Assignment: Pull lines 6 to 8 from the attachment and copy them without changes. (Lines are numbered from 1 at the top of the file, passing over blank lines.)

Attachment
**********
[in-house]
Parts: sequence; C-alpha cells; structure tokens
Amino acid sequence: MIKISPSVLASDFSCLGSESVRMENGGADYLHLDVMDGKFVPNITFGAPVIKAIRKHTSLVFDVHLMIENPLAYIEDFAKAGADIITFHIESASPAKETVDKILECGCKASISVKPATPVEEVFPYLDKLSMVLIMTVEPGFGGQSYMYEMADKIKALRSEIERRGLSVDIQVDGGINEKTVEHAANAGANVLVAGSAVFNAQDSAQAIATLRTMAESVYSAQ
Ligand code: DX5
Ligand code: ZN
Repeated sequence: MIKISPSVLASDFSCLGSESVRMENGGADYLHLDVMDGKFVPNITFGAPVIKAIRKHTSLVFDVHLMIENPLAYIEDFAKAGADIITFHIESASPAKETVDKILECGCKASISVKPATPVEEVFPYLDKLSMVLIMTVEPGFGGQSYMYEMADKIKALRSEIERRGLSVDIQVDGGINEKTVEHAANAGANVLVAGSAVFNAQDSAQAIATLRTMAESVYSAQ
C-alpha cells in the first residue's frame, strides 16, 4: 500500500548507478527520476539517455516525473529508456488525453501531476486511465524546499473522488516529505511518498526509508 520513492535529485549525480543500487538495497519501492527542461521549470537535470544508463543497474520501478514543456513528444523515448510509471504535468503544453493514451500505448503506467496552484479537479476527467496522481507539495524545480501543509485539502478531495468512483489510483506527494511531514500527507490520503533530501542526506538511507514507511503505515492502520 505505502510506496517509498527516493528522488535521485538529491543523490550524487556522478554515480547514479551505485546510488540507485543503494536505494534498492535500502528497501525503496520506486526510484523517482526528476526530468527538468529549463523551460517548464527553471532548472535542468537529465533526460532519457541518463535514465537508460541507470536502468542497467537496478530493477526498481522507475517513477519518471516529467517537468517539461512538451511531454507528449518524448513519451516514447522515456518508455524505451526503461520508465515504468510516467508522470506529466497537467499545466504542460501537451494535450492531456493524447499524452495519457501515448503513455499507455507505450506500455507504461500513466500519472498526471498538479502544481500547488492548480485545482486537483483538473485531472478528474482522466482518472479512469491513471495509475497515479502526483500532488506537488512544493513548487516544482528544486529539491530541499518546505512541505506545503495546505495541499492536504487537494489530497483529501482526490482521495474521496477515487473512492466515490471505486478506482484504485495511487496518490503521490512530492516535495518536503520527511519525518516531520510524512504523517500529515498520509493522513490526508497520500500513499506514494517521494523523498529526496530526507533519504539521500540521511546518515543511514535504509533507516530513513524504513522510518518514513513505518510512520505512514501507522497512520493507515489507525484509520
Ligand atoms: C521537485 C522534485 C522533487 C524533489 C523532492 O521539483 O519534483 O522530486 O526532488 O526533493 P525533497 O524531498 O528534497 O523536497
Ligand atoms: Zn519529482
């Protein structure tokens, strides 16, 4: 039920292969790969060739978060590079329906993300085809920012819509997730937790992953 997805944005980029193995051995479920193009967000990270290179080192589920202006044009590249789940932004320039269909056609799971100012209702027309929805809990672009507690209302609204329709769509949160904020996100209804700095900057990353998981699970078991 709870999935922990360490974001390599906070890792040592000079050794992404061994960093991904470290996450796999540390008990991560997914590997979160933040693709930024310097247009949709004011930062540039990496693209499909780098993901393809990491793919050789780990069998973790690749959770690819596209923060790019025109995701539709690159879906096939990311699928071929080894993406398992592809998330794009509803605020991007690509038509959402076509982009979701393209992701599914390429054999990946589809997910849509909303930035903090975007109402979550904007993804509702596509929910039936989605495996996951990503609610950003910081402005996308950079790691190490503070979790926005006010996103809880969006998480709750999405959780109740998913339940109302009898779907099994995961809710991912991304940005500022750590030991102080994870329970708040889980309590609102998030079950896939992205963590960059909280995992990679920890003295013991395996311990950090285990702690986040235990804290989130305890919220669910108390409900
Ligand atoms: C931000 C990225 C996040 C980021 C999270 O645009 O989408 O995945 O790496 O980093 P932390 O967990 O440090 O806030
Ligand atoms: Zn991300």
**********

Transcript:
Repeated sequence: MIKISPSVLASDFSCLGSESVRMENGGADYLHLDVMDGKFVPNITFGAPVIKAIRKHTSLVFDVHLMIENPLAYIEDFAKAGADIITFHIESASPAKETVDKILECGCKASISVKPATPVEEVFPYLDKLSMVLIMTVEPGFGGQSYMYEMADKIKALRSEIERRGLSVDIQVDGGINEKTVEHAANAGANVLVAGSAVFNAQDSAQAIATLRTMAESVYSAQ
C-alpha cells in the first residue's frame, strides 16, 4: 500500500548507478527520476539517455516525473529508456488525453501531476486511465524546499473522488516529505511518498526509508 520513492535529485549525480543500487538495497519501492527542461521549470537535470544508463543497474520501478514543456513528444523515448510509471504535468503544453493514451500505448503506467496552484479537479476527467496522481507539495524545480501543509485539502478531495468512483489510483506527494511531514500527507490520503533530501542526506538511507514507511503505515492502520 505505502510506496517509498527516493528522488535521485538529491543523490550524487556522478554515480547514479551505485546510488540507485543503494536505494534498492535500502528497501525503496520506486526510484523517482526528476526530468527538468529549463523551460517548464527553471532548472535542468537529465533526460532519457541518463535514465537508460541507470536502468542497467537496478530493477526498481522507475517513477519518471516529467517537468517539461512538451511531454507528449518524448513519451516514447522515456518508455524505451526503461520508465515504468510516467508522470506529466497537467499545466504542460501537451494535450492531456493524447499524452495519457501515448503513455499507455507505450506500455507504461500513466500519472498526471498538479502544481500547488492548480485545482486537483483538473485531472478528474482522466482518472479512469491513471495509475497515479502526483500532488506537488512544493513548487516544482528544486529539491530541499518546505512541505506545503495546505495541499492536504487537494489530497483529501482526490482521495474521496477515487473512492466515490471505486478506482484504485495511487496518490503521490512530492516535495518536503520527511519525518516531520510524512504523517500529515498520509493522513490526508497520500500513499506514494517521494523523498529526496530526507533519504539521500540521511546518515543511514535504509533507516530513513524504513522510518518514513513505518510512520505512514501507522497512520493507515489507525484509520
Ligand atoms: C521537485 C522534485 C522533487 C524533489 C523532492 O521539483 O519534483 O522530486 O526532488 O526533493 P525533497 O524531498 O528534497 O523536497